Jack has been working for himself since the day he graduated from high school. His summer gig of mowing lawns for his neighbors grew into a landscaping company.
Fast forward forty years. Jack’s Lawn Service started getting so many customers that he had to hire on a team. Now, he leaves the administrative side of things to his office manager, and a dozen of Jack's trucks drive around town.
Jack has loved the journey of growing his business, but he’s getting older now and he is ready to think about retirement. Jack has given his blood, sweat, and tears for his business, and he has sacrificed more time with his family than he would like to admit. Finally, Jack believes he can cash in on all his hard work. He lists his business for $1 million. After weeks go by without as much as a single call, Jack finally gets some interest...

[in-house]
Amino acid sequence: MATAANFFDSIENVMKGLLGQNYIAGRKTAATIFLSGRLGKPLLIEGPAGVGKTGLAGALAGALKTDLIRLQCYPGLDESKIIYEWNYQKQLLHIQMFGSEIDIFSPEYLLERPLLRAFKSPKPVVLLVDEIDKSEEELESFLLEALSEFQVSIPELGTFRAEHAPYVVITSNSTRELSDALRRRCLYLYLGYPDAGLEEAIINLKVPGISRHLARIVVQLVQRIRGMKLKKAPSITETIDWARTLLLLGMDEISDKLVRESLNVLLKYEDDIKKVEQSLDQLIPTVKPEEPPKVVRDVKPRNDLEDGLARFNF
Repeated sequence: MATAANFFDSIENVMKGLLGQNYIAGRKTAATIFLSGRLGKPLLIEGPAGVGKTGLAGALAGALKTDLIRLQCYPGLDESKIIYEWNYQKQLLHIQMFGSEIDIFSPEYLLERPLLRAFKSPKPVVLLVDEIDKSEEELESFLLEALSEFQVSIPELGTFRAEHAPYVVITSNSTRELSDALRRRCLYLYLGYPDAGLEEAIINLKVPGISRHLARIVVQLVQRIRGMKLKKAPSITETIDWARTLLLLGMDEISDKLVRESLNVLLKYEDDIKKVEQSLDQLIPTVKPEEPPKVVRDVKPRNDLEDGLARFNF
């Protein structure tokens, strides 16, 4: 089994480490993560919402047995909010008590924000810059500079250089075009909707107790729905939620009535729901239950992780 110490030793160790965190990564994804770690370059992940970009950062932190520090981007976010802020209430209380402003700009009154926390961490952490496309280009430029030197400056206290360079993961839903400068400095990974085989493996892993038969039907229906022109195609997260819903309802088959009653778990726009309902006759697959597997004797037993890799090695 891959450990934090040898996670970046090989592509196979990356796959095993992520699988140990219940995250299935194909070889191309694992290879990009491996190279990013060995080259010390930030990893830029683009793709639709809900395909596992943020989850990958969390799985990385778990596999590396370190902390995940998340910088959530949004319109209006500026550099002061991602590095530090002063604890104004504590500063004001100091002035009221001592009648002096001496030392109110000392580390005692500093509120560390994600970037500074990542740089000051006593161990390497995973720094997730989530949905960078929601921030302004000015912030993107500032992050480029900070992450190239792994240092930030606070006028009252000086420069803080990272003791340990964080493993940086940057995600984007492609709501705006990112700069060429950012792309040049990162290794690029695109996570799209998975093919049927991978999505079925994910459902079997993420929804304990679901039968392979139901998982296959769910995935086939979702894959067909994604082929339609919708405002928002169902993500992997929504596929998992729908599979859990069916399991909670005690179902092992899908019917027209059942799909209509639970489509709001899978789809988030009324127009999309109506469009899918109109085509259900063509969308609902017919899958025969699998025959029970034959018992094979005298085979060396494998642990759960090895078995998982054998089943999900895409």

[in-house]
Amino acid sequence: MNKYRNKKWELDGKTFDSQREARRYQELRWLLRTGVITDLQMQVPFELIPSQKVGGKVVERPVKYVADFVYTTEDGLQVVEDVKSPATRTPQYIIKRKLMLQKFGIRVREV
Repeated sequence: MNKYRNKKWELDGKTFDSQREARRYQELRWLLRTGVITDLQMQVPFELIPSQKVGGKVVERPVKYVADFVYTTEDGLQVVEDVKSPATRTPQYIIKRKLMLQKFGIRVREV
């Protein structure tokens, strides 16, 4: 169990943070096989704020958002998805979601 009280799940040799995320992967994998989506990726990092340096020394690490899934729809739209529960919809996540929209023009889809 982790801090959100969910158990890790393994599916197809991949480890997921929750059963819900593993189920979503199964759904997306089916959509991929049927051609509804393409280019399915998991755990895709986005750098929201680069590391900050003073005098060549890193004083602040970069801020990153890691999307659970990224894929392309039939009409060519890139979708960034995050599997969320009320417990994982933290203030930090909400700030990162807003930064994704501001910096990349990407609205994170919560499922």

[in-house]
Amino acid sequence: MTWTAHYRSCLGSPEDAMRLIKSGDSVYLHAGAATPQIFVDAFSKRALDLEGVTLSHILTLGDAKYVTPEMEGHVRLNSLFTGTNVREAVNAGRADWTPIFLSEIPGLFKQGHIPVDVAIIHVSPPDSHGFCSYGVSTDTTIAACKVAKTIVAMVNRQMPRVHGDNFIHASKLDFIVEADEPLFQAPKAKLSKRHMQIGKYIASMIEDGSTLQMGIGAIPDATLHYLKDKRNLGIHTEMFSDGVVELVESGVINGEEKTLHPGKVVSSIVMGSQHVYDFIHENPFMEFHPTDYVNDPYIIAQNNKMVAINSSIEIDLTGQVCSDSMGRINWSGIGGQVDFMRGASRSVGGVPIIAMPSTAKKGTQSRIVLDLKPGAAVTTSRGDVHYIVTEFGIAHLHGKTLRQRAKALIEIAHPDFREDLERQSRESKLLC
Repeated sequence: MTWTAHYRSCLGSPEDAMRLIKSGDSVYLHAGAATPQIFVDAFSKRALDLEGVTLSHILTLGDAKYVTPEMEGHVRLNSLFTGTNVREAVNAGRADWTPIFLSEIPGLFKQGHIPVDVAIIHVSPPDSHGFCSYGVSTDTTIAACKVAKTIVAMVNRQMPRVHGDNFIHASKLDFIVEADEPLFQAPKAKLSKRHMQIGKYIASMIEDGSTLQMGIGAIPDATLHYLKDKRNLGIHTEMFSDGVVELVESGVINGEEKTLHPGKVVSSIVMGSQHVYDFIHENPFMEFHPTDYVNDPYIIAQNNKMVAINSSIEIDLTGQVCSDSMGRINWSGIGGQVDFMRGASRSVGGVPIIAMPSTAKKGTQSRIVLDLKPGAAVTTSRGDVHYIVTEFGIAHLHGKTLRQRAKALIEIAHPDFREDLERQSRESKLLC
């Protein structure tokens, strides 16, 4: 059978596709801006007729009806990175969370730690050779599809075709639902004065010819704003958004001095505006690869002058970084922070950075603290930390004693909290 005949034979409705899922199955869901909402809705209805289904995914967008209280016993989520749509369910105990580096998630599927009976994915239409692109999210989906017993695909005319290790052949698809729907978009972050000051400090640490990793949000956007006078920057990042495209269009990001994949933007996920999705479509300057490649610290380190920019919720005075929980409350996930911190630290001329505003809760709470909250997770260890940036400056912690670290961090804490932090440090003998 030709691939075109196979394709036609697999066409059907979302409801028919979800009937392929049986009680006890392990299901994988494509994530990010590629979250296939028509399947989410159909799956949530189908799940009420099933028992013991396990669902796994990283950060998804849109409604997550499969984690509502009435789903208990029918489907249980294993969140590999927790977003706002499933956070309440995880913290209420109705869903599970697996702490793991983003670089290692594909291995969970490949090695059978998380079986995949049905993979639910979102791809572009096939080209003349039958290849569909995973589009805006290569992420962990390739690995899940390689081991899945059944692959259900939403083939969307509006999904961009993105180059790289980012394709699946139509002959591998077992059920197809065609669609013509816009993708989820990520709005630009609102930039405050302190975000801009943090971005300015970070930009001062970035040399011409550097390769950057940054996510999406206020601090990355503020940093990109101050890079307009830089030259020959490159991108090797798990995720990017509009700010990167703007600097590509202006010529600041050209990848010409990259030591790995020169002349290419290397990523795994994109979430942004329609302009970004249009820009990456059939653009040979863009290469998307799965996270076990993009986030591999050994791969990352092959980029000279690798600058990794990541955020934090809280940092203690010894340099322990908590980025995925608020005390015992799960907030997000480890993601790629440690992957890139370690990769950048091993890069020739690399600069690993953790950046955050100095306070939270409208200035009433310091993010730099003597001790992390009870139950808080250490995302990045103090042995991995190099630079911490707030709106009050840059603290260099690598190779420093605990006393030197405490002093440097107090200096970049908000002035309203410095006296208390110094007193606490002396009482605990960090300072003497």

...from a buyer who wants to buy his business for $300,000. Less than a third of what he listed his business for. The investor says his offer is fair because it is a 2X multiple on the $150,000 of annual profit Jack makes.
Jack hangs up the phone because he’s disgusted by the low offer. So many business owners find themselves in this unfortunate situation. After growing their business, business owners (who become sellers) don’t truly know how to value their business.
Can you see parts of yourself in Jack’s story?
Understanding business valuations prevent these situations from happening and protects the interests of both the buyer and seller.